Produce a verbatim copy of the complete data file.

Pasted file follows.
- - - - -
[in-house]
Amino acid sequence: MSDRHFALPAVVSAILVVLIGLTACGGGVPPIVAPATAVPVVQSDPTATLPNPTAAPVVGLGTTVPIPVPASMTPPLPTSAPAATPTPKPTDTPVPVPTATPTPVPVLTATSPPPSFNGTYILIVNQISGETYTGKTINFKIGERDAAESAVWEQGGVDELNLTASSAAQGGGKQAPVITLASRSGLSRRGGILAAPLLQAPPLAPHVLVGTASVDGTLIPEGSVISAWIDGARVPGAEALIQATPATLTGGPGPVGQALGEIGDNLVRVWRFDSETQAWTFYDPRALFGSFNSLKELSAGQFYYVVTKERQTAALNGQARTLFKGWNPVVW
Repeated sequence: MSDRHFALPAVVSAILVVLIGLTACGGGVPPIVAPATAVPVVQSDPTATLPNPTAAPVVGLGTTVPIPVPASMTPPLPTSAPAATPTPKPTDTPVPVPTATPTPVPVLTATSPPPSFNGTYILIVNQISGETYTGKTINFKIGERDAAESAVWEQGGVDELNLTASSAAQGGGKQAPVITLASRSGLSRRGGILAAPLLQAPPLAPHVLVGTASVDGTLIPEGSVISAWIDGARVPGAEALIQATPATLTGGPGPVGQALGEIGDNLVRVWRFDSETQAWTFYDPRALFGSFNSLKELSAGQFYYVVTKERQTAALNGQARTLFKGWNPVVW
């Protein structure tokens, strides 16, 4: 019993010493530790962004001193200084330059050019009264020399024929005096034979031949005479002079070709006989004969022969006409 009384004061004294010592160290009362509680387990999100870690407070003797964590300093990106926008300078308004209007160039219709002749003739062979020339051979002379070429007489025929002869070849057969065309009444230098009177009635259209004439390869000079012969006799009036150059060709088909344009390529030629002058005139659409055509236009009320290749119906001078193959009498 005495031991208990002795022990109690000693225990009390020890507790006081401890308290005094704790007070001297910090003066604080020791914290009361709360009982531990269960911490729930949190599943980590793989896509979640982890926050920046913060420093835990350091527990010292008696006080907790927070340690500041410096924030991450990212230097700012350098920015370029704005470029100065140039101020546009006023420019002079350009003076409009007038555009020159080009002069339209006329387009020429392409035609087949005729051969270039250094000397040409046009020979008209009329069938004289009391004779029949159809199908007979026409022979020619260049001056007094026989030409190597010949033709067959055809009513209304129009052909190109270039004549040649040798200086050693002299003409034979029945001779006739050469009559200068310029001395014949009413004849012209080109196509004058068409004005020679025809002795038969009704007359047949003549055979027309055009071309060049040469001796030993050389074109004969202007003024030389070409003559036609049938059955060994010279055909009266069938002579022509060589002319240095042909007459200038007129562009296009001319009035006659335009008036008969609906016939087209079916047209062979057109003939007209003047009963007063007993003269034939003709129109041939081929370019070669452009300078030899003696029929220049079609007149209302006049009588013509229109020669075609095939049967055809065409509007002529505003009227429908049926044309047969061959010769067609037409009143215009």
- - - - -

[in-house]
Amino acid sequence: MSDRHFALPAVVSAILVVLIGLTACGGGVPPIVAPATAVPVVQSDPTATLPNPTAAPVVGLGTTVPIPVPASMTPPLPTSAPAATPTPKPTDTPVPVPTATPTPVPVLTATSPPPSFNGTYILIVNQISGETYTGKTINFKIGERDAAESAVWEQGGVDELNLTASSAAQGGGKQAPVITLASRSGLSRRGGILAAPLLQAPPLAPHVLVGTASVDGTLIPEGSVISAWIDGARVPGAEALIQATPATLTGGPGPVGQALGEIGDNLVRVWRFDSETQAWTFYDPRALFGSFNSLKELSAGQFYYVVTKERQTAALNGQARTLFKGWNPVVW
Repeated sequence: MSDRHFALPAVVSAILVVLIGLTACGGGVPPIVAPATAVPVVQSDPTATLPNPTAAPVVGLGTTVPIPVPASMTPPLPTSAPAATPTPKPTDTPVPVPTATPTPVPVLTATSPPPSFNGTYILIVNQISGETYTGKTINFKIGERDAAESAVWEQGGVDELNLTASSAAQGGGKQAPVITLASRSGLSRRGGILAAPLLQAPPLAPHVLVGTASVDGTLIPEGSVISAWIDGARVPGAEALIQATPATLTGGPGPVGQALGEIGDNLVRVWRFDSETQAWTFYDPRALFGSFNSLKELSAGQFYYVVTKERQTAALNGQARTLFKGWNPVVW
């Protein structure tokens, strides 16, 4: 019993010493530790962004001193200084330059050019009264020399024929005096034979031949005479002079070709006989004969022969006409 009384004061004294010592160290009362509680387990999100870690407070003797964590300093990106926008300078308004209007160039219709002749003739062979020339051979002379070429007489025929002869070849057969065309009444230098009177009635259209004439390869000079012969006799009036150059060709088909344009390529030629002058005139659409055509236009009320290749119906001078193959009498 005495031991208990002795022990109690000693225990009390020890507790006081401890308290005094704790007070001297910090003066604080020791914290009361709360009982531990269960911490729930949190599943980590793989896509979640982890926050920046913060420093835990350091527990010292008696006080907790927070340690500041410096924030991450990212230097700012350098920015370029704005470029100065140039101020546009006023420019002079350009003076409009007038555009020159080009002069339209006329387009020429392409035609087949005729051969270039250094000397040409046009020979008209009329069938004289009391004779029949159809199908007979026409022979020619260049001056007094026989030409190597010949033709067959055809009513209304129009052909190109270039004549040649040798200086050693002299003409034979029945001779006739050469009559200068310029001395014949009413004849012209080109196509004058068409004005020679025809002795038969009704007359047949003549055979027309055009071309060049040469001796030993050389074109004969202007003024030389070409003559036609049938059955060994010279055909009266069938002579022509060589002319240095042909007459200038007129562009296009001319009035006659335009008036008969609906016939087209079916047209062979057109003939007209003047009963007063007993003269034939003709129109041939081929370019070669452009300078030899003696029929220049079609007149209302006049009588013509229109020669075609095939049967055809065409509007002529505003009227429908049926044309047969061959010769067609037409009143215009």